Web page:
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Jesuit Summer Institute begins this week

Loyola press release - May 26, 2009

From May 31 – June 14, Loyola University New Orleans will host the first Jesuit Summer Institute for Advanced Study, a collaborative effort of the honors programs at Jesuit colleges and universities from across the United States. Over two weeks, visiting fellows will participate in a wide array of seminars, meet experts and activists, and explore post-Katrina New Orleans. Among the featured experts are Tulane University professors Richard Campanella and Lance Hill, Ph.D.

Campanella is the associate director of Tulane’s Center for Bioenvironmental Research and the assistant research professor with its Department of Earth and Environmental Sciences. Campanella is an expert on the historical geography of New Orleans, including city planning, neighborhoods and demographic settlement patterns. He will present “Bienville’s Delimma: The Historical Geography of New Orleans, 1718 – Present” on Monday, June 1, at 7 p.m., in Nunemaker Auditorium, located in Loyola’s Monroe Hall.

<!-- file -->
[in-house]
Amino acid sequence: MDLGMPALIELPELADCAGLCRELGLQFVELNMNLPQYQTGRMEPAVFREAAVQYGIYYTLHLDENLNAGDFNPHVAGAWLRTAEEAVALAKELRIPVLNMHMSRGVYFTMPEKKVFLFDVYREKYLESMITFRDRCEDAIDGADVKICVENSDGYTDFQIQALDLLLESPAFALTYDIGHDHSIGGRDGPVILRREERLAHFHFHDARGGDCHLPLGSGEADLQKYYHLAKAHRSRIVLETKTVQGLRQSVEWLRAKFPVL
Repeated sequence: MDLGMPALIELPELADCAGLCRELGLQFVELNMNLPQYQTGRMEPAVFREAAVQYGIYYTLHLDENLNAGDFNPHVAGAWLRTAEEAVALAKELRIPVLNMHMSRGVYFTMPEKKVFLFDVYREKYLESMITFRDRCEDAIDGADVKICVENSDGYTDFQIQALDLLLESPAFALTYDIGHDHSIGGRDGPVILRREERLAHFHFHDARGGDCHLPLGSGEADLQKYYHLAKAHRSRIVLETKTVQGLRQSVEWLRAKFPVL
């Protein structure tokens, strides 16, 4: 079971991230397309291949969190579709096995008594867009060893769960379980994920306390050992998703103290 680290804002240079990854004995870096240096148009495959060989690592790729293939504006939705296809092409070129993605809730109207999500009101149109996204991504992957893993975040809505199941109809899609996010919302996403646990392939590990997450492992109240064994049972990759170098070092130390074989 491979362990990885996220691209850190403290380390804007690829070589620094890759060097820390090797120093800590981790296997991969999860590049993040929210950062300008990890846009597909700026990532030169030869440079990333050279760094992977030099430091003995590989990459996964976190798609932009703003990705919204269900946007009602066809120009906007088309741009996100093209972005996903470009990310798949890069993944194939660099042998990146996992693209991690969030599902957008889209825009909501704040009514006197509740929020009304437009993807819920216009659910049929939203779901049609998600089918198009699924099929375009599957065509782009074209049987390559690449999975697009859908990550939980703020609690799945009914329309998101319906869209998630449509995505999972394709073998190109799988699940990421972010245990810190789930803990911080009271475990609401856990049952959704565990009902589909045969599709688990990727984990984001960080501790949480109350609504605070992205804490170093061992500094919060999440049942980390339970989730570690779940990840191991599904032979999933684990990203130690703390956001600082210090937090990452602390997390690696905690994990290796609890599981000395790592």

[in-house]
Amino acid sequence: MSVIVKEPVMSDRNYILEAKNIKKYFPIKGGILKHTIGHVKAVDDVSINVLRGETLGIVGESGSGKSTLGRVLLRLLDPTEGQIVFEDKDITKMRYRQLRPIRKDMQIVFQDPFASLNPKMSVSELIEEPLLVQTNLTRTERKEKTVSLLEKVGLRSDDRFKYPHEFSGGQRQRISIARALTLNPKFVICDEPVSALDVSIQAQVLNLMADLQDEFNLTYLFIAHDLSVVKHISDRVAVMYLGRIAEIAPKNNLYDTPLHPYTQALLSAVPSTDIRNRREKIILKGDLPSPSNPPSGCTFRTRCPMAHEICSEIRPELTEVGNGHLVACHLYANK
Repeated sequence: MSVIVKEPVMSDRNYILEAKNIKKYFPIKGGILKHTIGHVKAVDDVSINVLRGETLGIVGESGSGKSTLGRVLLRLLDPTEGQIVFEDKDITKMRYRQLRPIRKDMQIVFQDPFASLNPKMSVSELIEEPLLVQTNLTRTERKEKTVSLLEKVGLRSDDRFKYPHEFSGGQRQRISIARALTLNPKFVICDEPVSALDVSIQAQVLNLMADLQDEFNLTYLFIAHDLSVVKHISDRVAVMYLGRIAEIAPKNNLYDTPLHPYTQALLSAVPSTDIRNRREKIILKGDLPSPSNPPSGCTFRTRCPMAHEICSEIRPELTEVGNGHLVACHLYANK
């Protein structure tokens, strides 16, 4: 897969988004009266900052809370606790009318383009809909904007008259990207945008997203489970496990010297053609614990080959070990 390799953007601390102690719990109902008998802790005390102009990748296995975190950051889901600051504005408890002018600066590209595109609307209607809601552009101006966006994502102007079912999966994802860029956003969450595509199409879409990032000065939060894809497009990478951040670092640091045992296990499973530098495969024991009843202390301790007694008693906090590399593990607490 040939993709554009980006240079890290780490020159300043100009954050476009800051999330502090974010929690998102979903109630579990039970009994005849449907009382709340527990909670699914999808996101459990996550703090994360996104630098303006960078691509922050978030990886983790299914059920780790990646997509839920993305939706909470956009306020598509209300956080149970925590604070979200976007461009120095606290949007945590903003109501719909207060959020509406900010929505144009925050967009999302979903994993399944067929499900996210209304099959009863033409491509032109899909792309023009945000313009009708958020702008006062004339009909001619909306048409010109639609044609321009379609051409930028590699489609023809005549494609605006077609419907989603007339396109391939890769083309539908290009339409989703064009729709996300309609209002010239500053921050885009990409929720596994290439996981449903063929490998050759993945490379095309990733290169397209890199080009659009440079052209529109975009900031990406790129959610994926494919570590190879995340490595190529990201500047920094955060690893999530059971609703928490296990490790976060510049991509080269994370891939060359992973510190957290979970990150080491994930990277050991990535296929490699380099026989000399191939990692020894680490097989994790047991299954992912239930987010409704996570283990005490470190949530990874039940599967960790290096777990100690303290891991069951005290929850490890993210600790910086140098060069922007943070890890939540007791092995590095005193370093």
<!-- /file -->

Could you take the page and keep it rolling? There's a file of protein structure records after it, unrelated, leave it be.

Hill, executive director of the Southern Institute for Education and Research at Tulane, is an expert in the field of history and southern race relations and was one of the activists in the campaign against David Duke for governor and senator. On Monday, June 8, at 7 p.m., in Nunemaker Auditorium, Hill will give a lecture, “Wind, Water, and Race: Ethnic Group Relations in the Aftermath of Katrina.” Hill’s work with the institute has focused on collective trauma and racial healing and reconciliation work in New Orleans and displaced communities since Katrina.

The lectures are free and open to the public.

Led by Loyola’s John Biguenet, acclaimed author and professor of English, and John Clark, award-winning professor of philosophy, this inaugural session of the Jesuit Summer Institute will focus on New Orleans’ distinctive culture and its long history of crisis and calamity through the lenses of history, philosophy, ecology, music, literature, art and cuisine. The institute aims to provide selected fellows with an opportunity for academic and cultural exploration in a setting that fosters continuing dialogue grounded in the mission of Ignatian education.

According to John Sebastian, assistant professor of medieval literature and deputy director of Loyola’s Honors Program, the institute serves as an immersion program where students can completely surround themselves in the history and culture of a unique locale.

Program fellows are selected by a competitive application process. Undergraduates of any major from the 28 schools within the Association of Jesuit Colleges and Universities are welcome to apply.

For more information, contact Patrick Armstrong in Loyola’s Honors Program, at honors@loyno.edu or call 504-865-2708.